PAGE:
Why Do Dogs Act Weird When a Rainstorm Comes?by Rebecca Bragg
As thunderstorms approach, anxiety levels increase in certain dogs. For some, the problem is mild, but the frantic behavior of extremely storm-phobic dogs leaves no doubt about the terror they're feeling. Perhaps dogs sense subtle changes in barometric pressure, odors in the air and changes in static electrical fields heralding a storm before humans do, theorizes animal behaviorist Nicholas Dodman. Symptoms of a panic attack may include pacing, trying to squeeze into unusual hiding places, panting, drooling, whining, shivering and losing bladder or bowel control.
Not Just Fear -- Genuine Terror
Severe storm phobia can manifest itself in puppyhood or be triggered in adult dogs who haven't shown earlier symptoms. If it happens, don't underestimate how terrified your pet might actually be. A study published in 2005 in “Applied Animal Behaviour Science” found that levels of the stress hormone cortisol spiked by 207 percent in the saliva of some affected dogs and stayed high long after the storm had passed.
The Static Electricity Theory
Lightning is nature's most extreme manifestation of static electricity. On a smaller scale, the buildup of polarized ions in the air before thunderstorms can cause a dog's fur to become statically charged. Dodman, director of the animal behavior program at Tufts University's Cummings School of Veterinary Medicine, theorizes that dogs who have experienced painful "static shocks" to sensitive areas because of this buildup may be more likely to develop storm phobia as a result. This hypothesis occurred to him after hearing reports from multiple dog owners that before and during thunderstorms, their pets took refuge in sinks, tubs, shower stalls and even behind toilet tanks, all of which were non-conductive and would therefore help dissipate any static charges on fur, Dodman realized.
Noise Phobia Another Possible Trigger
Dodson calls storm phobia a "multiple, composite condition" which, depending upon individual dogs, may be triggered by one aspect of a storm or several. Sometimes storm phobia can be symptomatic of more general noise phobia. In storms, panic attacks are brought on by the sounds of thunder, wind and rain pounding on the roof but at other times, other loud noises might spark similar anxiety.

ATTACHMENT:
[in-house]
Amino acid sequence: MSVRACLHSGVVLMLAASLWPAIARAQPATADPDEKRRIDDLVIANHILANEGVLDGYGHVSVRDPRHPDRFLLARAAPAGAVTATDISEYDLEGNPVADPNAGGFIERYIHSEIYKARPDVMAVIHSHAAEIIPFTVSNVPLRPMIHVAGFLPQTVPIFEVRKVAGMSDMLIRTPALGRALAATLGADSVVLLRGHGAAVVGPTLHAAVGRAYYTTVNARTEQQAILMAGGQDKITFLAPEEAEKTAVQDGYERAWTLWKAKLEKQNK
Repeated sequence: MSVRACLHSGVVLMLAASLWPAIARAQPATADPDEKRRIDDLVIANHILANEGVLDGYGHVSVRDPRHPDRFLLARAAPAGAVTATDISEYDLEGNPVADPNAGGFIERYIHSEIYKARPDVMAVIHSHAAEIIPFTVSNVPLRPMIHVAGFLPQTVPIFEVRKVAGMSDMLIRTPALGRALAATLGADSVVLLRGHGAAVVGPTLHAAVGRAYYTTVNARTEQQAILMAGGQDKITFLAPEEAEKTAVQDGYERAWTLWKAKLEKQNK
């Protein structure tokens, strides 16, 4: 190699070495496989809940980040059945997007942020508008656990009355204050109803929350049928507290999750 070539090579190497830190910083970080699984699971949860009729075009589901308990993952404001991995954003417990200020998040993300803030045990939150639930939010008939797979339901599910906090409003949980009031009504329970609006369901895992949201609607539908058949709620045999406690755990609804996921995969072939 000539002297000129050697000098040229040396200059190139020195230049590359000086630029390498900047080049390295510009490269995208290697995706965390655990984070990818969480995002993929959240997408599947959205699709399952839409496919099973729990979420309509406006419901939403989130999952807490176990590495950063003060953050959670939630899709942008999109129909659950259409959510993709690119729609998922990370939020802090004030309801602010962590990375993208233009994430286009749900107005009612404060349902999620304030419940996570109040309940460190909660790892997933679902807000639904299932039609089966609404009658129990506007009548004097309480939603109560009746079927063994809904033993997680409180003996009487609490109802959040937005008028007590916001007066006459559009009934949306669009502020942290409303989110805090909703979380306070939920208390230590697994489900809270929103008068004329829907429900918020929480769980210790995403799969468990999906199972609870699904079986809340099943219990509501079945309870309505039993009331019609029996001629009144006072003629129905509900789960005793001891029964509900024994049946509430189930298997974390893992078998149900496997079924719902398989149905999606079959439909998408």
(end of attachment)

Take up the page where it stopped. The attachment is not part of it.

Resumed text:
Herding Breeds May Be More Susceptible
If the conclusions of a 2001 article published in the “Journal of the American Animal Hospital Association” have wider application, herding breeds may be genetically predisposed to storm phobia. After reviewing an online survey of 69 owners of storm-phobic dogs, the authors found that those whose ancestors were more likely to have been exposed to thunderstorms while working outdoors accounted for 41, or almost 60 percent, of cases. The study also found the condition was reported in a disproportionately high number of dogs adopted from shelters or through rescue groups, suggesting that emotional trauma or instability in early life might also be a factor.
Helping Dogs Weather Storm Phobia
Creating a comforting haven in a bathroom, basement or closet, or under a bed or behind a sofa can help relieve your dog's storm anxiety, the Humane Society of the U.S. advises. Add pillows, blankets, toys, treats or anything else with positive associations for your pet. When a storm breaks, turn on a fan, radio or television to help drown out the noise. Coax your dog to make use of this makeshift bunker even in normal weather.
Video of the Day
- Tufts Magazine: Animal Instincts: The Shocking Truth: Calming Fido's Fear of Thunderstorms
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- The Weather Channel: Dog Care: Dogs and Thunderstorm Phobia
- Journal of the American Animal Hospital Association: Abstract: Thunderstorm Phobia in Dogs: An Internet Survey of 69 Cases
- The Humane Society of the United States: Finding Calm in the Storm
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